Adverse Childhood Experiences (ACE's) Context, Research, & Tools
Original Adverse Childhood Experience Study
- Systematic study of the long-suspected links between early childhood trauma/adversity with health outcomes through adulthood
- Collaborative effort by Vincent Felitti and Robert Anda, CDC and Kaiser Permanente
- Over 17,000 Kaiser HMO participants
– 9 ACE indicators including child abuse, neglect and household dysfunction
– Health and behavior outcomes
- An ACE score is a tally of different types of abuse, neglect, and other hallmarks of a rough childhood. According to the Adverse Childhood Experiences study, the more toxic stress you encountered during your childhood, the higher your score is likely to be and the higher your risk for later health problems.
The Philadelphia Adverse Childhood Experiences Project: The Urban ACE Study
- The Philadelphia ACE Project is a collaborative, led by the Institute for Safe Families (ISF), to develop and implement research, practice and policies in urban pediatric settings based on the Adverse Childhood Experiences (ACE) study.
- ISF contracted Public Health Management Corporation (PHMC) to survey Philadelphia (PHL) adults about their childhood experiences and subsequent health outcomes
- Urban ACE Module developed by Philadelphia ACE Task Force and PHMC to assess how Urban ACE stressors further impact health
5 newly identified Urban ACE indicators:
- Experiencing racism;
- Witnessing violence;
- Living in an unsafe neighborhood;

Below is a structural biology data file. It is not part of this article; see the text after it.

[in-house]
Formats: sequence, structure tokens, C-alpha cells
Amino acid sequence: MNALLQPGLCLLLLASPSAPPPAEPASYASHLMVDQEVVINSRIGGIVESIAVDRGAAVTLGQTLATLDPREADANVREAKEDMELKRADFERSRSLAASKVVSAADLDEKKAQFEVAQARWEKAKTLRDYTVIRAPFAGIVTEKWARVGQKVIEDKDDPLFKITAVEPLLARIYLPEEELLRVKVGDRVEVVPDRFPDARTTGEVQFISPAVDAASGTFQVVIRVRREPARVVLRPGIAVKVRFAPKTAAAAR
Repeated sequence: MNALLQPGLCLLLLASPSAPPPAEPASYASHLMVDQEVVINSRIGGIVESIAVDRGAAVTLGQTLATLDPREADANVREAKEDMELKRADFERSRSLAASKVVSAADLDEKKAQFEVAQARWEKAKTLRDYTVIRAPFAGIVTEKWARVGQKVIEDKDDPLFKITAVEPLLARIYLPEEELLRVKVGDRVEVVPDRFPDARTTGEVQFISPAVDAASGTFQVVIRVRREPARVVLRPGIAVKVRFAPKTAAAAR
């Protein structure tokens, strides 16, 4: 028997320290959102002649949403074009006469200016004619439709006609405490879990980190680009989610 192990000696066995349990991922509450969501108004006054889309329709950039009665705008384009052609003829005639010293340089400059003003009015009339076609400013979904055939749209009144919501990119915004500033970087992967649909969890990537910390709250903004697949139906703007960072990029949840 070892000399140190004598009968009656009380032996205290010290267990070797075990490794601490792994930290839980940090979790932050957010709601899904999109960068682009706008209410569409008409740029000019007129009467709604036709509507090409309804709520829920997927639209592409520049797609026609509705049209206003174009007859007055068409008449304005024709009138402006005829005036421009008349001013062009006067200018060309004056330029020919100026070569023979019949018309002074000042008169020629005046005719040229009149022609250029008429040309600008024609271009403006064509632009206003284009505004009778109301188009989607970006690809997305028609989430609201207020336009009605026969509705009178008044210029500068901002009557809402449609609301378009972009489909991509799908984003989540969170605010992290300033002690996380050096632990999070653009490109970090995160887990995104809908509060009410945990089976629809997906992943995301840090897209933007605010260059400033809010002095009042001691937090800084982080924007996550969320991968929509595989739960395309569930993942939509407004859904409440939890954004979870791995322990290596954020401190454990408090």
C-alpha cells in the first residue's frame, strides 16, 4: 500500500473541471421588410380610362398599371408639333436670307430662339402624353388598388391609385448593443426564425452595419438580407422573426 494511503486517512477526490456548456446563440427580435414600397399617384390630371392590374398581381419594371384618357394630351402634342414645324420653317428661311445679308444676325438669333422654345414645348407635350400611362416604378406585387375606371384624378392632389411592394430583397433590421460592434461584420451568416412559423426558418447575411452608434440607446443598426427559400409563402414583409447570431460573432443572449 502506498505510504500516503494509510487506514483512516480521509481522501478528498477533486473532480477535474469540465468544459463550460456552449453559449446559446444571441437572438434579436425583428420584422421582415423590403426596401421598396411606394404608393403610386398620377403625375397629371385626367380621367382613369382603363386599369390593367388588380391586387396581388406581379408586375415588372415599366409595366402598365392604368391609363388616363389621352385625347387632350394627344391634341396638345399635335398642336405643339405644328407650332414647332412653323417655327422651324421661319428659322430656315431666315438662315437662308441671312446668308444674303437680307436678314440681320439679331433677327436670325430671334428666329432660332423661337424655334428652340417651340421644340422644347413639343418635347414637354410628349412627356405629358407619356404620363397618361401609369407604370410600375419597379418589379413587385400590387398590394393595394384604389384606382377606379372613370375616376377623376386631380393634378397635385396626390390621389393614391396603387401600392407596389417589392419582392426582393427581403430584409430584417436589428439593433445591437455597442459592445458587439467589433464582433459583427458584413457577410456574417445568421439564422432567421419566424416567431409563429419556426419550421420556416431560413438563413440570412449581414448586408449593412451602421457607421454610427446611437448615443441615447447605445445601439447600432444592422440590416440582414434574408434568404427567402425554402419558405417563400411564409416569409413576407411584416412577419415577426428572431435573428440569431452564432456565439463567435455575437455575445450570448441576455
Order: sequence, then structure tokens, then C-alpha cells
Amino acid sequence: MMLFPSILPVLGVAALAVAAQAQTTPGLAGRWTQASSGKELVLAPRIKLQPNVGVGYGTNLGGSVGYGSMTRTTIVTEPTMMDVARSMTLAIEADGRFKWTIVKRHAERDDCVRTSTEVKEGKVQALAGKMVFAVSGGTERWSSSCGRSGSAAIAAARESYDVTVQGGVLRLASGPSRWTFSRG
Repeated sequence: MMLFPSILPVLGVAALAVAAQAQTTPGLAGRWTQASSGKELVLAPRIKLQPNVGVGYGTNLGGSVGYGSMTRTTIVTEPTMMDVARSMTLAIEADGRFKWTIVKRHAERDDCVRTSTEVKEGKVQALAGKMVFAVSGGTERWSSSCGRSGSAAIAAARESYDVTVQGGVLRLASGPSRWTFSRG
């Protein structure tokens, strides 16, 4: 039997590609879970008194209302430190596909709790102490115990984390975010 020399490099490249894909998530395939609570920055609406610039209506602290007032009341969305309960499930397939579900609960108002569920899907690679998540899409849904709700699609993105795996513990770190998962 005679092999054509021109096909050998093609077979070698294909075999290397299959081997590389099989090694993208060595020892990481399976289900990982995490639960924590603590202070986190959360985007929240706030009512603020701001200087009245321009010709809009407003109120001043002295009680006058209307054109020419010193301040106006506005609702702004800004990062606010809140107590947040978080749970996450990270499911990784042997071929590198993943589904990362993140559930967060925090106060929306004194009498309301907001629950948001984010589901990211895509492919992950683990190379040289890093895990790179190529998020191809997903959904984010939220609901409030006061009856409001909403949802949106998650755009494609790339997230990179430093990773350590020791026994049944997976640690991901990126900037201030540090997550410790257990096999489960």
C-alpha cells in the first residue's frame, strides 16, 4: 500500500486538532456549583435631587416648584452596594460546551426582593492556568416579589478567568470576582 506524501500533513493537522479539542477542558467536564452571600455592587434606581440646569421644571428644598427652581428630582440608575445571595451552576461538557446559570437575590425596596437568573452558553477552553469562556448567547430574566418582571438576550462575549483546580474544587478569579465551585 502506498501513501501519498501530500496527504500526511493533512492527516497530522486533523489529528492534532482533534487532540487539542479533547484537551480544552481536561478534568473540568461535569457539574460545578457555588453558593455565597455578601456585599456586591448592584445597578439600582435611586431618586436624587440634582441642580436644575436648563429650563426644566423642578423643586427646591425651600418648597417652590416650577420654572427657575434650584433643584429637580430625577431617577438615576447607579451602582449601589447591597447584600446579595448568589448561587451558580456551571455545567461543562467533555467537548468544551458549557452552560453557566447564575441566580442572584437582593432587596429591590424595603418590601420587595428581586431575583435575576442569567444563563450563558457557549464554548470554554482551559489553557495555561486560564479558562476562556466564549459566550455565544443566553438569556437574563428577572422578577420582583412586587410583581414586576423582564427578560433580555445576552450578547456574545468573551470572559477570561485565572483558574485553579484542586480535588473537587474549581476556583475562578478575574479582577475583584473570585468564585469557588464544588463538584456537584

- Living in foster care or;
- Experiencing bullying
9 original ACE indicators:
- Experiencing physical, sexual or emotional abuse;
- Experiencing physical or emotional neglect;
- Witnessing domestic violence in the home;
- Living with someone who abused substances, was mentally ill, or who was imprisoned/sentenced to serve time
Minnesota ACE's Study
The 2011 Minnesota Behavioral Risk Factor Surveillance System (BRFSS) data was collected through interviews with adults reached at randomly selected telephone numbers. Minnesota results reflect a dual frame sample design that includes both cellular and landline telephone numbers. Respondents reached by cell phone comprised 31 percent of the sample and were selected based on their positive response to three questions confirming Minnesota residency, age (18 years or older), and that the phone was not used for business purposes. For the landline sample, a census of household members by age and gender was enumerated and one adult was selected at random. The Minnesota ACE sample is comprised of 15,266 respondents of which 13,520 responded to the ACE module of questions.